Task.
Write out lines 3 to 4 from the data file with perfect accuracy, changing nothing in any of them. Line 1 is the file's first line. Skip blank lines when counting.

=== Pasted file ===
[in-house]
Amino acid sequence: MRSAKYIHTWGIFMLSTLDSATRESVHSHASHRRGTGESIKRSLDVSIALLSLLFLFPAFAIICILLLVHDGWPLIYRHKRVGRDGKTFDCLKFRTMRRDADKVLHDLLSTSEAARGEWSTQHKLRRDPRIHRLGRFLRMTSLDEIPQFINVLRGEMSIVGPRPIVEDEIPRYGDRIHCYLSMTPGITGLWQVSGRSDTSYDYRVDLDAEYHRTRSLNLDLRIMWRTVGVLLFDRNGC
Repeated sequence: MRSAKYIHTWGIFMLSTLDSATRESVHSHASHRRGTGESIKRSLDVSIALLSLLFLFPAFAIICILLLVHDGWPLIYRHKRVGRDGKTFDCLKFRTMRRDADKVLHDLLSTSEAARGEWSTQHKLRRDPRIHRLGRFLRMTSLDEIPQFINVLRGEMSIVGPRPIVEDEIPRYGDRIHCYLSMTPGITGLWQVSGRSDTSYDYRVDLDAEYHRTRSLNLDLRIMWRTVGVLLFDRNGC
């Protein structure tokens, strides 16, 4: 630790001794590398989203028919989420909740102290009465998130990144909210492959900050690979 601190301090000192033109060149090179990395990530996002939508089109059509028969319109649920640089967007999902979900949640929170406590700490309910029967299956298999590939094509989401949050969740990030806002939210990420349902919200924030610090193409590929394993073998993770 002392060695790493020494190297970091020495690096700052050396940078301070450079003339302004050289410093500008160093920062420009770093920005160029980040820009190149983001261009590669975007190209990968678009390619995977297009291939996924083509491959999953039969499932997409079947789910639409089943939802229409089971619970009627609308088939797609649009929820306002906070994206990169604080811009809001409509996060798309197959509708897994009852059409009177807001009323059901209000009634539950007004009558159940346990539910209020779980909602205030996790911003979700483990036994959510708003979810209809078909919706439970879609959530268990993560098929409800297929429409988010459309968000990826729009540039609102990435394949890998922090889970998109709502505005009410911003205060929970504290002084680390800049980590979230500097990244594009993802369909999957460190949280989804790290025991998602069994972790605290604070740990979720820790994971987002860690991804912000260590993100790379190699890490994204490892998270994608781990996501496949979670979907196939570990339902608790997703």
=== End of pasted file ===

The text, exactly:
Repeated sequence: MRSAKYIHTWGIFMLSTLDSATRESVHSHASHRRGTGESIKRSLDVSIALLSLLFLFPAFAIICILLLVHDGWPLIYRHKRVGRDGKTFDCLKFRTMRRDADKVLHDLLSTSEAARGEWSTQHKLRRDPRIHRLGRFLRMTSLDEIPQFINVLRGEMSIVGPRPIVEDEIPRYGDRIHCYLSMTPGITGLWQVSGRSDTSYDYRVDLDAEYHRTRSLNLDLRIMWRTVGVLLFDRNGC
């Protein structure tokens, strides 16, 4: 630790001794590398989203028919989420909740102290009465998130990144909210492959900050690979 601190301090000192033109060149090179990395990530996002939508089109059509028969319109649920640089967007999902979900949640929170406590700490309910029967299956298999590939094509989401949050969740990030806002939210990420349902919200924030610090193409590929394993073998993770 002392060695790493020494190297970091020495690096700052050396940078301070450079003339302004050289410093500008160093920062420009770093920005160029980040820009190149983001261009590669975007190209990968678009390619995977297009291939996924083509491959999953039969499932997409079947789910639409089943939802229409089971619970009627609308088939797609649009929820306002906070994206990169604080811009809001409509996060798309197959509708897994009852059409009177807001009323059901209000009634539950007004009558159940346990539910209020779980909602205030996790911003979700483990036994959510708003979810209809078909919706439970879609959530268990993560098929409800297929429409988010459309968000990826729009540039609102990435394949890998922090889970998109709502505005009410911003205060929970504290002084680390800049980590979230500097990244594009993802369909999957460190949280989804790290025991998602069994972790605290604070740990979720820790994971987002860690991804912000260590993100790379190699890490994204490892998270994608781990996501496949979670979907196939570990339902608790997703």